In theory it should be easy to create a team. Each stakeholder part of the organization sends their best and brightest, outside expertise is brought in, the goal is explained and the “team” gets to work. The reality is almost always different.
The reality is that each stakeholder part of the organization has a different agenda. Some parts of the organization really want the goal to happen. Some kind of want it to happen, as long as it doesn’t disrupt other things. Some parts of the organization emphatically don’t want it to happen. In fact those parts of the organization and their leadership will work hard to keep the goals from happening. Leadership in some parts of the organization may feel that the project goals have been inflicted upon them. When they select team members, they may choose people who aren’t the best and brightest. Or they may instruct their team members to protect the suborbanization’s interest at all costs.
Frequently the people who are chosen to join the team are not relieved of their day jobs. The people in their home organizations don’t have a real appreciation of the team demands being placed on the team member and just see a diminishment in performance. They don’t see the massive increase in responsibility and demand being created by team responsibilities. This creates a tension for the team member that is painful. It actually puts the team member’s career at risk.
Ideally the outside expert resources are there with the best interests of the organization at heart. Frequently, however, they are the “them” to the organization’s “us.” There are rules about how these outside resources can be treated by the organization–there are barriers to keep them from being identified as employees for tax and regulation purposes. These differences just enforce the ‘outsider’ aspect. It is hard to create a team when you’ve got the them and us dichotomy.
According to Wikipedia, a dichotomy is “any splitting of a whole into exactly two non-overlapping parts, meaning it is a procedure in which a whole is divided into two parts.
It is a partition of a whole into two parts that are:
- jointly exhaustive: everything must belong to one part or the other, and
- mutually exclusive: nothing can belong simultaneously to both parts”
How do you create a ‘whole’–a TEAM–when you start out with the split between the outsiders and the insiders? How do you build a team when each member comes from an organization, led by a leader in control of the team member’s career, with a different agenda?
Start with the Goals
- The goals must serve the ORGANIZATION. The goals may serve one part of the organization more, but the WHOLE organization must benefit from project.
- The team members–all of them, from every part of the organization, from the inside and the outside–must be able to see the benefit to the whole organization. This may be a process. Every team member comes to the team with his/her own organization’s perspective. Changing that perspective to see and want what is best for the whole organization is a process, it takes time. It must start, however, with goals that DO benefit the whole organization. Without this, creating a ‘team’ is a non-starter.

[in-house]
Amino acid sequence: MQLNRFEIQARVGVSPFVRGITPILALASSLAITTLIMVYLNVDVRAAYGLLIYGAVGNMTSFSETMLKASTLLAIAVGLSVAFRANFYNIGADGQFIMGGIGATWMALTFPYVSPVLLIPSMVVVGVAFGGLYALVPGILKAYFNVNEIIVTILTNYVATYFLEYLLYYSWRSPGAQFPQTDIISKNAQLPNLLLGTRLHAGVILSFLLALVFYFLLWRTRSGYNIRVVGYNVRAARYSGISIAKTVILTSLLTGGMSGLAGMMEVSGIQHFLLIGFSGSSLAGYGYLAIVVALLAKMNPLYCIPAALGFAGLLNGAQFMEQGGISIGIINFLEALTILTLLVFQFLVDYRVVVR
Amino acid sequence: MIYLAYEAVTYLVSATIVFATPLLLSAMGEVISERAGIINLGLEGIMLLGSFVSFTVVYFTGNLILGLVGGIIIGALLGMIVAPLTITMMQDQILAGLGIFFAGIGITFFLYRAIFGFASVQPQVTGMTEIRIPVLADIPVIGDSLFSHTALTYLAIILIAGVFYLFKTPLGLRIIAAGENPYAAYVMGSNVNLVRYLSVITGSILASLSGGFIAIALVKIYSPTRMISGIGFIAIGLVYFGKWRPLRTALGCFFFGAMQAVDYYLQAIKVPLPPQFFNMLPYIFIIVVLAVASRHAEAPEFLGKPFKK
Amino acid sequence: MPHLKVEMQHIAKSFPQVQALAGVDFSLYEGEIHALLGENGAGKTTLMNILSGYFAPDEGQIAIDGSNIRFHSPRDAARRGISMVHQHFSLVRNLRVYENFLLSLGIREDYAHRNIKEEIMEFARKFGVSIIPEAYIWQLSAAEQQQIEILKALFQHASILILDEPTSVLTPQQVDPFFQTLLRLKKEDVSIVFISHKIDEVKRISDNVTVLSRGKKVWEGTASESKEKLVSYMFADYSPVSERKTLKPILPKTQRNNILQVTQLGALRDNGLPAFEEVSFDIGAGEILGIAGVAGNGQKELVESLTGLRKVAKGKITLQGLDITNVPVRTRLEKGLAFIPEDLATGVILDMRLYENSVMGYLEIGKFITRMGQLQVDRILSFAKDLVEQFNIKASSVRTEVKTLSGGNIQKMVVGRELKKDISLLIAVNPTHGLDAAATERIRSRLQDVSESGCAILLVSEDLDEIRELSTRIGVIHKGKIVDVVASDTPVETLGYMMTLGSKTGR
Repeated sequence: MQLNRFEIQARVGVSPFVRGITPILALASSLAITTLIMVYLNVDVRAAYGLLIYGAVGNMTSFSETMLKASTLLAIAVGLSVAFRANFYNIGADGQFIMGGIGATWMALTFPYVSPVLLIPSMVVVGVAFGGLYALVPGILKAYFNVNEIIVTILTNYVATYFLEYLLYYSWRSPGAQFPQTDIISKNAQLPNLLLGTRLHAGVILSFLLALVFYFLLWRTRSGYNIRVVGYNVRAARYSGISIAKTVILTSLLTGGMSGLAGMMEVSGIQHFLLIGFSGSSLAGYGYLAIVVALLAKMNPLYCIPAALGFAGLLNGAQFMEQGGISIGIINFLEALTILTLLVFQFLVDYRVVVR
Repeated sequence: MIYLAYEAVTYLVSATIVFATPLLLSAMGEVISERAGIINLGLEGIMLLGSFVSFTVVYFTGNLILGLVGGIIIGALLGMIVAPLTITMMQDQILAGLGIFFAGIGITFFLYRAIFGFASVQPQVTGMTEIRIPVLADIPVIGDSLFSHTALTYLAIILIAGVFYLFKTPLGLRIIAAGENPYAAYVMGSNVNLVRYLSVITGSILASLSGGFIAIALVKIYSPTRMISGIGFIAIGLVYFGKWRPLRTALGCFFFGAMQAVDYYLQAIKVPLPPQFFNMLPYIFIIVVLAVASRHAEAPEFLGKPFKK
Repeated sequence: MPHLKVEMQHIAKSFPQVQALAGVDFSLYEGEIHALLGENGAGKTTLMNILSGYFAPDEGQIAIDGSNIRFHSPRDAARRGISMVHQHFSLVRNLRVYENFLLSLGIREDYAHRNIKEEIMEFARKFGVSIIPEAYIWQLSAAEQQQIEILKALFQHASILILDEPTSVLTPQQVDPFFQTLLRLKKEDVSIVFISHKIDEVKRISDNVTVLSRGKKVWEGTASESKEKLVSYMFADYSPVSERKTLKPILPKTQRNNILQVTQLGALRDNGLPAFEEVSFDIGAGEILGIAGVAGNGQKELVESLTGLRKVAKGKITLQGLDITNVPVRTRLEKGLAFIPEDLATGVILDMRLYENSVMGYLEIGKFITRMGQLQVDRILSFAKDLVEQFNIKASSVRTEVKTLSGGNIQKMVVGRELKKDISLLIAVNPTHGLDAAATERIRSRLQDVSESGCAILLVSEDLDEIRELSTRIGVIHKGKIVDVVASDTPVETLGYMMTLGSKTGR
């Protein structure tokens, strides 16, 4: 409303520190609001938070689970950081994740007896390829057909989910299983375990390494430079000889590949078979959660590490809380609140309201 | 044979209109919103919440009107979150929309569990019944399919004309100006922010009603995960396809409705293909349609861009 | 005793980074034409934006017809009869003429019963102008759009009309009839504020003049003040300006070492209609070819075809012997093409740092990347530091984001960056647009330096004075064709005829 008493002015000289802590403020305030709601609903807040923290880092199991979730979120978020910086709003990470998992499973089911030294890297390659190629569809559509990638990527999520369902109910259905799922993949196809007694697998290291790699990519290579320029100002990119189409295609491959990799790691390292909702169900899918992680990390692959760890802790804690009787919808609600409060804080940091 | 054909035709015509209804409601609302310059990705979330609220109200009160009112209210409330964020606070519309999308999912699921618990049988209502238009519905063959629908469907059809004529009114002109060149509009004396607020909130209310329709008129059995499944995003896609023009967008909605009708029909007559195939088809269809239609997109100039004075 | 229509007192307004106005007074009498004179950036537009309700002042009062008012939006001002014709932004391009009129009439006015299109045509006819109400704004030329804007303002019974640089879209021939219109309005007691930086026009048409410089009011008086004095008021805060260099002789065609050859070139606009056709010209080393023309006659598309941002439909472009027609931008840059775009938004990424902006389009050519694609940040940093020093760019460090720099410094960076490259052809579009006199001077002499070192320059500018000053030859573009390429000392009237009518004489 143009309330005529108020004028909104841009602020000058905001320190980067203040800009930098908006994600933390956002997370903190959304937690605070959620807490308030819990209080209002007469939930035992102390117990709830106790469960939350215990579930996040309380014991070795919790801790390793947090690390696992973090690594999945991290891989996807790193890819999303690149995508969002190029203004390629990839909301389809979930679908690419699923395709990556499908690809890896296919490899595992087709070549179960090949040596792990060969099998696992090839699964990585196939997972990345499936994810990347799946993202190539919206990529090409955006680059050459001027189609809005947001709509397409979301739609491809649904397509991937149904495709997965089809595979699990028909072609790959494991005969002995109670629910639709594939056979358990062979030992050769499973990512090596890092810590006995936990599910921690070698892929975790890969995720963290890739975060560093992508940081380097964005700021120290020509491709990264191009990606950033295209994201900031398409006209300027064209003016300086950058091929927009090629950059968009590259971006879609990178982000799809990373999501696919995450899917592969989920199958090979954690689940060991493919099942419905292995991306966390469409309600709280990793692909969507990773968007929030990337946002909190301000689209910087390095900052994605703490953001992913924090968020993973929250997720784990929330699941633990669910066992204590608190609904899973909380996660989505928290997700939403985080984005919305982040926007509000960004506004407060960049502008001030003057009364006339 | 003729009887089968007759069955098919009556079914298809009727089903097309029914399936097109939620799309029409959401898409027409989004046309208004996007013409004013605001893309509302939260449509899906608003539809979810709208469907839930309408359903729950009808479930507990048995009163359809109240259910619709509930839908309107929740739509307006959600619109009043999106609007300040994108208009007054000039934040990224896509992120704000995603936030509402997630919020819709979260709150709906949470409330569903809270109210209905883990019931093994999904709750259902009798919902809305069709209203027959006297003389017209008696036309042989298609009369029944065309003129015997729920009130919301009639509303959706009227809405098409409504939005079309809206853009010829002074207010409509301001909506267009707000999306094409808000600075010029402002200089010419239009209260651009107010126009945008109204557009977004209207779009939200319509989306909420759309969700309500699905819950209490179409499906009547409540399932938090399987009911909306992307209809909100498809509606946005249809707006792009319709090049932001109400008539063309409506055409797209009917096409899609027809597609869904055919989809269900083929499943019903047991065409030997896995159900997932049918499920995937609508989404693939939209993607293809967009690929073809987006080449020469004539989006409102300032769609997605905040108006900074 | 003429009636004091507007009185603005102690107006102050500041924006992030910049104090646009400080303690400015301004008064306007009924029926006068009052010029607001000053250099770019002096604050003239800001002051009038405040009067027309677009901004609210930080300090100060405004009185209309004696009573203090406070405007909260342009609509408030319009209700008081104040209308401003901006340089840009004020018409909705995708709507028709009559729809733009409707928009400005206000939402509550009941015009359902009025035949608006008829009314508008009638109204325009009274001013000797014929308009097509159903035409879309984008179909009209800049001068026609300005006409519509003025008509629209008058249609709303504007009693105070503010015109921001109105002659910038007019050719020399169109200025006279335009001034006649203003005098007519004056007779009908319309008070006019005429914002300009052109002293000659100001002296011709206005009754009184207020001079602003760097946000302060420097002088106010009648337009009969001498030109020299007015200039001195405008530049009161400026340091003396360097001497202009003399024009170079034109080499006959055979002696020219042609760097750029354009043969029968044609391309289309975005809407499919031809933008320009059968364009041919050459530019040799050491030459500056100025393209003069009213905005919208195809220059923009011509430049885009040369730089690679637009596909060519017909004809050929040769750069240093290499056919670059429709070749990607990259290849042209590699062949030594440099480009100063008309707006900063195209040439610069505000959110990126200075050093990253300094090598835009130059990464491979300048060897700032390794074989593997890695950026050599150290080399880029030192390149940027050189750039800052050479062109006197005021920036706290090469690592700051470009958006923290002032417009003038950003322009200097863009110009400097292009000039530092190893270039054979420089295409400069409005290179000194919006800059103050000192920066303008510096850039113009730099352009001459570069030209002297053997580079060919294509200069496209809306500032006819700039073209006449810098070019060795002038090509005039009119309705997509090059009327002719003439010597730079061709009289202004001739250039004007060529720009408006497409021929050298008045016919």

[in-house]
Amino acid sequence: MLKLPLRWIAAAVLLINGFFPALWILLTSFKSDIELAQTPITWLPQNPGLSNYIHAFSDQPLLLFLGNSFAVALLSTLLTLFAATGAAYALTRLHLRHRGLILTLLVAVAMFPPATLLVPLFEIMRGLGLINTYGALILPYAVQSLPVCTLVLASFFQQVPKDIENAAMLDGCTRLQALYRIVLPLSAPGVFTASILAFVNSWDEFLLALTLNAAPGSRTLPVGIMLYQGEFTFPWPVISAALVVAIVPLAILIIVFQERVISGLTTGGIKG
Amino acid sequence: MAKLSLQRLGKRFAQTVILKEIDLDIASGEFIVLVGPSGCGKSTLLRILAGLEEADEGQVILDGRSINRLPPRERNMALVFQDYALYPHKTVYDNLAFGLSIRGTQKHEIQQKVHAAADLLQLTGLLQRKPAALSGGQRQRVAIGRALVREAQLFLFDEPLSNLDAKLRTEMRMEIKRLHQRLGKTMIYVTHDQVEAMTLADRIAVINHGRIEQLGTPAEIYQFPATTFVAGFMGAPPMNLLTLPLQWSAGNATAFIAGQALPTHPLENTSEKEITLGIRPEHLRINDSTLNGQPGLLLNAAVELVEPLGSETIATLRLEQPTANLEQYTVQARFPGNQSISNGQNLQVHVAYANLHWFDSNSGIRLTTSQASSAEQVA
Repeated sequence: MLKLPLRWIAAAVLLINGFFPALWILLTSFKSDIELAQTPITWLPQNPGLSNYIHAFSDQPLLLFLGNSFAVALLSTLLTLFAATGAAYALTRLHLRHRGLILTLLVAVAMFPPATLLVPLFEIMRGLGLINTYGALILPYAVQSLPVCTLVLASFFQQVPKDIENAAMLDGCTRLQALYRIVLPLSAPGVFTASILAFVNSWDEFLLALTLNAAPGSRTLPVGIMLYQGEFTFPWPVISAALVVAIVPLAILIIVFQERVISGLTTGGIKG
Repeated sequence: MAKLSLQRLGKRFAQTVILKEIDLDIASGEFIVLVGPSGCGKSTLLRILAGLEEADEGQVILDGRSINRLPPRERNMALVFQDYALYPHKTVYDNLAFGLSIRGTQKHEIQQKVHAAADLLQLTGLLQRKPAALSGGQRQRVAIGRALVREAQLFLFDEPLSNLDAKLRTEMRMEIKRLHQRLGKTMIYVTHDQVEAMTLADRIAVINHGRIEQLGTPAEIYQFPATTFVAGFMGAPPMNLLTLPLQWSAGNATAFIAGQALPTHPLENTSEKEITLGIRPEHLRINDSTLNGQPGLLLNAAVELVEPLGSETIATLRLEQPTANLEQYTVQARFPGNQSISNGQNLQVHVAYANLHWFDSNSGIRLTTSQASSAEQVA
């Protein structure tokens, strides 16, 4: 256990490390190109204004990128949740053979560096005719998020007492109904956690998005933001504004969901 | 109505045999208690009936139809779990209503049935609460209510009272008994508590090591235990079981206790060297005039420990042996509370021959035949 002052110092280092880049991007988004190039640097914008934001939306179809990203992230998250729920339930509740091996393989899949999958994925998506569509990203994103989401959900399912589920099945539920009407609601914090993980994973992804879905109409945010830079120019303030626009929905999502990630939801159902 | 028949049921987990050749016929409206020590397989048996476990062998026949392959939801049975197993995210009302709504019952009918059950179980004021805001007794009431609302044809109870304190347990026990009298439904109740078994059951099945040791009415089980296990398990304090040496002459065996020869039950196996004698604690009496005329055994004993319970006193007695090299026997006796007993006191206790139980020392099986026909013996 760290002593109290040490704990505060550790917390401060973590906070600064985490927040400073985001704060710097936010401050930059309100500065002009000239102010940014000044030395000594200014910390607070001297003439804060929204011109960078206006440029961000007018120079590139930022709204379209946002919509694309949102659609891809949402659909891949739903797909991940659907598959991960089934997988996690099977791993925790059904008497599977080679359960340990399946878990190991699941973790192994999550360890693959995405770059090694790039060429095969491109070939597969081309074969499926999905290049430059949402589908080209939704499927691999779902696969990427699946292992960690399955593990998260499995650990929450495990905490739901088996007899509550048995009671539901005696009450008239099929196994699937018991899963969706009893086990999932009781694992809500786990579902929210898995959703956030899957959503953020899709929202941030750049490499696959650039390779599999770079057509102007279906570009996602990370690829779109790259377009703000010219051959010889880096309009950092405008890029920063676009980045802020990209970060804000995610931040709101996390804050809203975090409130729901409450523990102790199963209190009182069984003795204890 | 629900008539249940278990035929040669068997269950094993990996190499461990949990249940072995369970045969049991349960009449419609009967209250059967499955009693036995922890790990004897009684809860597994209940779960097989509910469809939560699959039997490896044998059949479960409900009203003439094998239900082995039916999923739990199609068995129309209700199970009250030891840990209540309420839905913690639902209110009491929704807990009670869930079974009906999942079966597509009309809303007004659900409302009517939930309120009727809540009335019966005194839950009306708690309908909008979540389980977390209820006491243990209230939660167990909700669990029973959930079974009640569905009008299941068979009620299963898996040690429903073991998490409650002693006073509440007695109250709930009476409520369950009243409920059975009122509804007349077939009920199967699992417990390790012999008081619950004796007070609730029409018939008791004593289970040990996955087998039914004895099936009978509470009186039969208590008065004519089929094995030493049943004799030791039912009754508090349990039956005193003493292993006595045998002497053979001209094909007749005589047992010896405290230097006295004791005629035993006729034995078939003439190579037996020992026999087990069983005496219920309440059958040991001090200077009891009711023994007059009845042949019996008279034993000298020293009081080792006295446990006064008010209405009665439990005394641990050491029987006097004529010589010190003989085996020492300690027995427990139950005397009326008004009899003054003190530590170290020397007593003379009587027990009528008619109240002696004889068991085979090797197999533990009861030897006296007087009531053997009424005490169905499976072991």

People will work to benefit their friends. I’m not saying that all team members have to be friends, but there have to be cordial, complex, willing relationships among team members. That transformation from us to “US” must take place. This is what organizations are trying to create and support when they bring in “team building” activities. These help. They are not enough, though, especially when the team is dipped briefly in the team building and then goes back to whatever business as usual that happened before.
Things that help build relationships:
- Proximity–teams that work together and live together (in a work sense) form relationships and are forced to work through problems among themselves. In a virtual world, you have to figure out how to do this. Things like Lync and Skype help with this enormously, but creating opportunities to really get to know each other are essential.
- Eating–human beings feel better about people when they break bread together. Why is that? Who knows–it probably goes back to the cave days. At any rate, eating together helps build relationships.
- Playing–it helps to see each other in different roles and places. Outside the work context. When you play together you start to see each other differently. You develop inside jokes, fun memories, even trust.
- Talking–encourage people on the team to talk about things beyond just the tasks of the project. It is NOT a waste of time.
- Solving hard problems–let the team, rather than their leadership, solve the hard problems. At first they will resist that. At first they will delegate up. If they start working together to solve the problems, they will form different, more integrated relationships.
- Celebrating–all kinds of celebrations create and cement relationships. When people feel happy and proud, they feel connected. They associate with positive celebratory feelings help cement the relationships.
Discipline and Execution
Get the project done. Enforce deadlines–for everyone. The chief complaint for people on teams is that some people do all the work and everyone gets all the credit. If there is a system that assigns tasks and enforces delivery on those tasks; if team members see steady progress and see that everyone is working; if leadership sees things moving along and meeting expectations, then the team works better.
Bottom Line: Do What It Takes
Building teams is work. Don’t take the team creation be the end. Keep trying things until your done. A great team delivers a project. It’s worth it.